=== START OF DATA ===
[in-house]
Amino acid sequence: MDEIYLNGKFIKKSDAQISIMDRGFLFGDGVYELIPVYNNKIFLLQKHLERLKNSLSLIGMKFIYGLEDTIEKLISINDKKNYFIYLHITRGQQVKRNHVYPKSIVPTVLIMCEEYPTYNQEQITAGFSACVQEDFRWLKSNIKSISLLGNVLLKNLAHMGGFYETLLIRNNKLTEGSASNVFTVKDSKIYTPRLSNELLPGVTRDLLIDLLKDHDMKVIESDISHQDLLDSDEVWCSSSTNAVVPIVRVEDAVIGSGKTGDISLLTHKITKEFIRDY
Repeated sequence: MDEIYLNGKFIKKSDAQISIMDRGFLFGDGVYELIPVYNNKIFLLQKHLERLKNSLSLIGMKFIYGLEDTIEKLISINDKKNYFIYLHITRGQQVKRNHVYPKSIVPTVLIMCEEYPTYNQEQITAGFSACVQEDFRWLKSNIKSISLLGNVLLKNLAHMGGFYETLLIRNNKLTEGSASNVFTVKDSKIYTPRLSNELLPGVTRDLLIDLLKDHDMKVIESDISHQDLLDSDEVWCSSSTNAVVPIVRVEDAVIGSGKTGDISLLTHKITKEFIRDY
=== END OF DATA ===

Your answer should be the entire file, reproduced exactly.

[in-house]
Amino acid sequence: MDEIYLNGKFIKKSDAQISIMDRGFLFGDGVYELIPVYNNKIFLLQKHLERLKNSLSLIGMKFIYGLEDTIEKLISINDKKNYFIYLHITRGQQVKRNHVYPKSIVPTVLIMCEEYPTYNQEQITAGFSACVQEDFRWLKSNIKSISLLGNVLLKNLAHMGGFYETLLIRNNKLTEGSASNVFTVKDSKIYTPRLSNELLPGVTRDLLIDLLKDHDMKVIESDISHQDLLDSDEVWCSSSTNAVVPIVRVEDAVIGSGKTGDISLLTHKITKEFIRDY
Repeated sequence: MDEIYLNGKFIKKSDAQISIMDRGFLFGDGVYELIPVYNNKIFLLQKHLERLKNSLSLIGMKFIYGLEDTIEKLISINDKKNYFIYLHITRGQQVKRNHVYPKSIVPTVLIMCEEYPTYNQEQITAGFSACVQEDFRWLKSNIKSISLLGNVLLKNLAHMGGFYETLLIRNNKLTEGSASNVFTVKDSKIYTPRLSNELLPGVTRDLLIDLLKDHDMKVIESDISHQDLLDSDEVWCSSSTNAVVPIVRVEDAVIGSGKTGDISLLTHKITKEFIRDY